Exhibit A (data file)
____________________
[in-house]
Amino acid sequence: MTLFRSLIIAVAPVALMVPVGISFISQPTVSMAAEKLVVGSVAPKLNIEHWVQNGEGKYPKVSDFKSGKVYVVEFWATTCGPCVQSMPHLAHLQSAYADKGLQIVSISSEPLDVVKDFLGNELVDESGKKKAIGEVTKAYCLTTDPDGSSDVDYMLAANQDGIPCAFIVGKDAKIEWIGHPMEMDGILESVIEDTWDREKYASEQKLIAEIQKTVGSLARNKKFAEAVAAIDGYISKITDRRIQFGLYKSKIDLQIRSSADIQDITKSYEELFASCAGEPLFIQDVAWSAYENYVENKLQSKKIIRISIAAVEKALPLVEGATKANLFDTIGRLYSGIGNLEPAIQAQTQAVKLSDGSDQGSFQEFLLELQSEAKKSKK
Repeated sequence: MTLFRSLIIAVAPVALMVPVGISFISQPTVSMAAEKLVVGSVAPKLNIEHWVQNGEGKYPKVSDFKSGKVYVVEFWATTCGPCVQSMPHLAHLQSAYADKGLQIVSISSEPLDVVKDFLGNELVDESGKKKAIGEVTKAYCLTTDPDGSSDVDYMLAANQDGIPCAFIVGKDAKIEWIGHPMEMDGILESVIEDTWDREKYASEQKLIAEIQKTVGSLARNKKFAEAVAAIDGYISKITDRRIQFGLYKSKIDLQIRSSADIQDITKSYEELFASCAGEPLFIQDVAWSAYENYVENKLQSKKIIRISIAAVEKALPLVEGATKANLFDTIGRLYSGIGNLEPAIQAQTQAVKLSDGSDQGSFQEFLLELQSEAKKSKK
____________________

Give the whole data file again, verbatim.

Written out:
[in-house]
Amino acid sequence: MTLFRSLIIAVAPVALMVPVGISFISQPTVSMAAEKLVVGSVAPKLNIEHWVQNGEGKYPKVSDFKSGKVYVVEFWATTCGPCVQSMPHLAHLQSAYADKGLQIVSISSEPLDVVKDFLGNELVDESGKKKAIGEVTKAYCLTTDPDGSSDVDYMLAANQDGIPCAFIVGKDAKIEWIGHPMEMDGILESVIEDTWDREKYASEQKLIAEIQKTVGSLARNKKFAEAVAAIDGYISKITDRRIQFGLYKSKIDLQIRSSADIQDITKSYEELFASCAGEPLFIQDVAWSAYENYVENKLQSKKIIRISIAAVEKALPLVEGATKANLFDTIGRLYSGIGNLEPAIQAQTQAVKLSDGSDQGSFQEFLLELQSEAKKSKK
Repeated sequence: MTLFRSLIIAVAPVALMVPVGISFISQPTVSMAAEKLVVGSVAPKLNIEHWVQNGEGKYPKVSDFKSGKVYVVEFWATTCGPCVQSMPHLAHLQSAYADKGLQIVSISSEPLDVVKDFLGNELVDESGKKKAIGEVTKAYCLTTDPDGSSDVDYMLAANQDGIPCAFIVGKDAKIEWIGHPMEMDGILESVIEDTWDREKYASEQKLIAEIQKTVGSLARNKKFAEAVAAIDGYISKITDRRIQFGLYKSKIDLQIRSSADIQDITKSYEELFASCAGEPLFIQDVAWSAYENYVENKLQSKKIIRISIAAVEKALPLVEGATKANLFDTIGRLYSGIGNLEPAIQAQTQAVKLSDGSDQGSFQEFLLELQSEAKKSKK